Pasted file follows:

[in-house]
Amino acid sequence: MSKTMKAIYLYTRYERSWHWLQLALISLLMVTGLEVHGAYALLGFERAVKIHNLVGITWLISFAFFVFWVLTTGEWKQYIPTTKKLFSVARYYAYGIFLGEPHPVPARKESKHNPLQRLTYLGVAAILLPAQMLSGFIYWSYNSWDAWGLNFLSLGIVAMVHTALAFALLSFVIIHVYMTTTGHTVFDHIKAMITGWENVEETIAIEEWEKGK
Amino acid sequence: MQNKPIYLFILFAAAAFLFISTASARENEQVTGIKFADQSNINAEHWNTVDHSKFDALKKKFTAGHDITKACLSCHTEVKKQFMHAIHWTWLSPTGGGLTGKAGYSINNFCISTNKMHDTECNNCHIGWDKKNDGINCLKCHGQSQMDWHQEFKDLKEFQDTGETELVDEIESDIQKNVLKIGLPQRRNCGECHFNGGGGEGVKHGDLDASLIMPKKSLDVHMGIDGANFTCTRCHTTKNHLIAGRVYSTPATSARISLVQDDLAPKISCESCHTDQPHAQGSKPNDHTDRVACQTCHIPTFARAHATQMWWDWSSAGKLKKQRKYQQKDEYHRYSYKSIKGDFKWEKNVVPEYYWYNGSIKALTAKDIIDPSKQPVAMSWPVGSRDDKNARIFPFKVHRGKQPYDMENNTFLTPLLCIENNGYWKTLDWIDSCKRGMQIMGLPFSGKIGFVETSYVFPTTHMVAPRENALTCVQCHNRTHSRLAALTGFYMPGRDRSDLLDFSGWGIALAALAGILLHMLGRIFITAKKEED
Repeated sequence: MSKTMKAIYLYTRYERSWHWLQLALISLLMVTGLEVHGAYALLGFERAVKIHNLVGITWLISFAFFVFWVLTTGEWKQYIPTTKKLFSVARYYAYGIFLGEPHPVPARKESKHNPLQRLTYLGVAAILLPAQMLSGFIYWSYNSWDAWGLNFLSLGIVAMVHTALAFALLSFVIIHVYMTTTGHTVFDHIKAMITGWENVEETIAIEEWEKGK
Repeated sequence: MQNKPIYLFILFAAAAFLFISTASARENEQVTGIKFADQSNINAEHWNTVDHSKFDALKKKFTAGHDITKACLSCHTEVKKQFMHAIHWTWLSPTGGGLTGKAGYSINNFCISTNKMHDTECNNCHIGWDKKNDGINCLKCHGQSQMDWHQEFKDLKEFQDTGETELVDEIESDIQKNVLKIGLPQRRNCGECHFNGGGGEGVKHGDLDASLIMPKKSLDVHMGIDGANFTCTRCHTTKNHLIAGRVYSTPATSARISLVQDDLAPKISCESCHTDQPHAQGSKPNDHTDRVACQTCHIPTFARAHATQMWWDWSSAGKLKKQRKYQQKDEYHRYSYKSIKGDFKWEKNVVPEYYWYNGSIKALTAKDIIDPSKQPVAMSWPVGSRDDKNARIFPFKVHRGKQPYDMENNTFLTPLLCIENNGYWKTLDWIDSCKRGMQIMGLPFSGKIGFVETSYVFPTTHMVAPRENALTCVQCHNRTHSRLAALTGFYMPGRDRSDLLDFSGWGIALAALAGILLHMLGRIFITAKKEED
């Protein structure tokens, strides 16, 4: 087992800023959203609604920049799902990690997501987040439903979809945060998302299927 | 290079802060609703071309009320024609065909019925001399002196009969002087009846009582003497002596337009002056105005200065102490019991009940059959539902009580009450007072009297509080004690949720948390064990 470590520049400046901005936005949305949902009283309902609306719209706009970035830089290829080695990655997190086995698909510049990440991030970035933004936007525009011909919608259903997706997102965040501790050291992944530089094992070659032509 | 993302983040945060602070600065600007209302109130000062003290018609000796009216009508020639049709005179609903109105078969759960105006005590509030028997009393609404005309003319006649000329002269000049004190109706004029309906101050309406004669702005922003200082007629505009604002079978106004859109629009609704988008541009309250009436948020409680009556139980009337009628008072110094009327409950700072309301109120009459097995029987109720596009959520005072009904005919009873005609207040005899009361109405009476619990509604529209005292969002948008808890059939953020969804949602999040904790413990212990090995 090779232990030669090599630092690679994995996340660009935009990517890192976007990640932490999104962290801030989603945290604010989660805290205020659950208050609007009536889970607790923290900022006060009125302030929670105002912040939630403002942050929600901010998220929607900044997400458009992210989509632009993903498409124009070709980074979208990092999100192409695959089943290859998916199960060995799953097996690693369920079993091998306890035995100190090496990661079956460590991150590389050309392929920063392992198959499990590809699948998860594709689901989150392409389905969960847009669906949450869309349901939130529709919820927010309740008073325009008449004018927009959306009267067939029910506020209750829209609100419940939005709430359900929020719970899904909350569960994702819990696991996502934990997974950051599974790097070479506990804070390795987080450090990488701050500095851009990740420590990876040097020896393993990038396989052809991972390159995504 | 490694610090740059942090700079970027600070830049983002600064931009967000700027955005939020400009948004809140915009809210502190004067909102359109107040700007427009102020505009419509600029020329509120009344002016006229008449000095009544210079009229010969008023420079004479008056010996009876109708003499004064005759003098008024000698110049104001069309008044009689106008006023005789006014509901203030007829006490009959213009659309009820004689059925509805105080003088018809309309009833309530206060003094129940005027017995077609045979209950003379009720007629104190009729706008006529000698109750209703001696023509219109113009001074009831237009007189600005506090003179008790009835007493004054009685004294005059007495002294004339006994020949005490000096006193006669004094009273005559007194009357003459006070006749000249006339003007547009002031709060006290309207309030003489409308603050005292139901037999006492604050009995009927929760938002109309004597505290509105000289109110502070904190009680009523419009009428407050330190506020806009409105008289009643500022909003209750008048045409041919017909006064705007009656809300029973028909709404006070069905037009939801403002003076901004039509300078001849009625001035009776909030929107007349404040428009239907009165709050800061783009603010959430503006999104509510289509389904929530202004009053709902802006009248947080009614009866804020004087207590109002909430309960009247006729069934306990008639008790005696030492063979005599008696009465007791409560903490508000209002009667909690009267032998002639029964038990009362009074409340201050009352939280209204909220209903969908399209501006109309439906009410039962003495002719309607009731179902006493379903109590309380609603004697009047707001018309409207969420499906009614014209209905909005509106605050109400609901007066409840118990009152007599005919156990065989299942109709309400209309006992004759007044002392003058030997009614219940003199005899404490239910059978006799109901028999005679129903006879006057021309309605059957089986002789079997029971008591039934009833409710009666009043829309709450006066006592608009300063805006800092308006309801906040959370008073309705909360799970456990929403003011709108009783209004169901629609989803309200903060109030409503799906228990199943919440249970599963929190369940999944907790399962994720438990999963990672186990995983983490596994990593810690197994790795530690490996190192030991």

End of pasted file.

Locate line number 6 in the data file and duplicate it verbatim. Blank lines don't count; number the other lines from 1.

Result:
């Protein structure tokens, strides 16, 4: 087992800023959203609604920049799902990690997501987040439903979809945060998302299927 | 290079802060609703071309009320024609065909019925001399002196009969002087009846009582003497002596337009002056105005200065102490019991009940059959539902009580009450007072009297509080004690949720948390064990 470590520049400046901005936005949305949902009283309902609306719209706009970035830089290829080695990655997190086995698909510049990440991030970035933004936007525009011909919608259903997706997102965040501790050291992944530089094992070659032509 | 993302983040945060602070600065600007209302109130000062003290018609000796009216009508020639049709005179609903109105078969759960105006005590509030028997009393609404005309003319006649000329002269000049004190109706004029309906101050309406004669702005922003200082007629505009604002079978106004859109629009609704988008541009309250009436948020409680009556139980009337009628008072110094009327409950700072309301109120009459097995029987109720596009959520005072009904005919009873005609207040005899009361109405009476619990509604529209005292969002948008808890059939953020969804949602999040904790413990212990090995 090779232990030669090599630092690679994995996340660009935009990517890192976007990640932490999104962290801030989603945290604010989660805290205020659950208050609007009536889970607790923290900022006060009125302030929670105002912040939630403002942050929600901010998220929607900044997400458009992210989509632009993903498409124009070709980074979208990092999100192409695959089943290859998916199960060995799953097996690693369920079993091998306890035995100190090496990661079956460590991150590389050309392929920063392992198959499990590809699948998860594709689901989150392409389905969960847009669906949450869309349901939130529709919820927010309740008073325009008449004018927009959306009267067939029910506020209750829209609100419940939005709430359900929020719970899904909350569960994702819990696991996502934990997974950051599974790097070479506990804070390795987080450090990488701050500095851009990740420590990876040097020896393993990038396989052809991972390159995504 | 490694610090740059942090700079970027600070830049983002600064931009967000700027955005939020400009948004809140915009809210502190004067909102359109107040700007427009102020505009419509600029020329509120009344002016006229008449000095009544210079009229010969008023420079004479008056010996009876109708003499004064005759003098008024000698110049104001069309008044009689106008006023005789006014509901203030007829006490009959213009659309009820004689059925509805105080003088018809309309009833309530206060003094129940005027017995077609045979209950003379009720007629104190009729706008006529000698109750209703001696023509219109113009001074009831237009007189600005506090003179008790009835007493004054009685004294005059007495002294004339006994020949005490000096006193006669004094009273005559007194009357003459006070006749000249006339003007547009002031709060006290309207309030003489409308603050005292139901037999006492604050009995009927929760938002109309004597505290509105000289109110502070904190009680009523419009009428407050330190506020806009409105008289009643500022909003209750008048045409041919017909006064705007009656809300029973028909709404006070069905037009939801403002003076901004039509300078001849009625001035009776909030929107007349404040428009239907009165709050800061783009603010959430503006999104509510289509389904929530202004009053709902802006009248947080009614009866804020004087207590109002909430309960009247006729069934306990008639008790005696030492063979005599008696009465007791409560903490508000209002009667909690009267032998002639029964038990009362009074409340201050009352939280209204909220209903969908399209501006109309439906009410039962003495002719309607009731179902006493379903109590309380609603004697009047707001018309409207969420499906009614014209209905909005509106605050109400609901007066409840118990009152007599005919156990065989299942109709309400209309006992004759007044002392003058030997009614219940003199005899404490239910059978006799109901028999005679129903006879006057021309309605059957089986002789079997029971008591039934009833409710009666009043829309709450006066006592608009300063805006800092308006309801906040959370008073309705909360799970456990929403003011709108009783209004169901629609989803309200903060109030409503799906228990199943919440249970599963929190369940999944907790399962994720438990999963990672186990995983983490596994990593810690197994790795530690490996190192030991």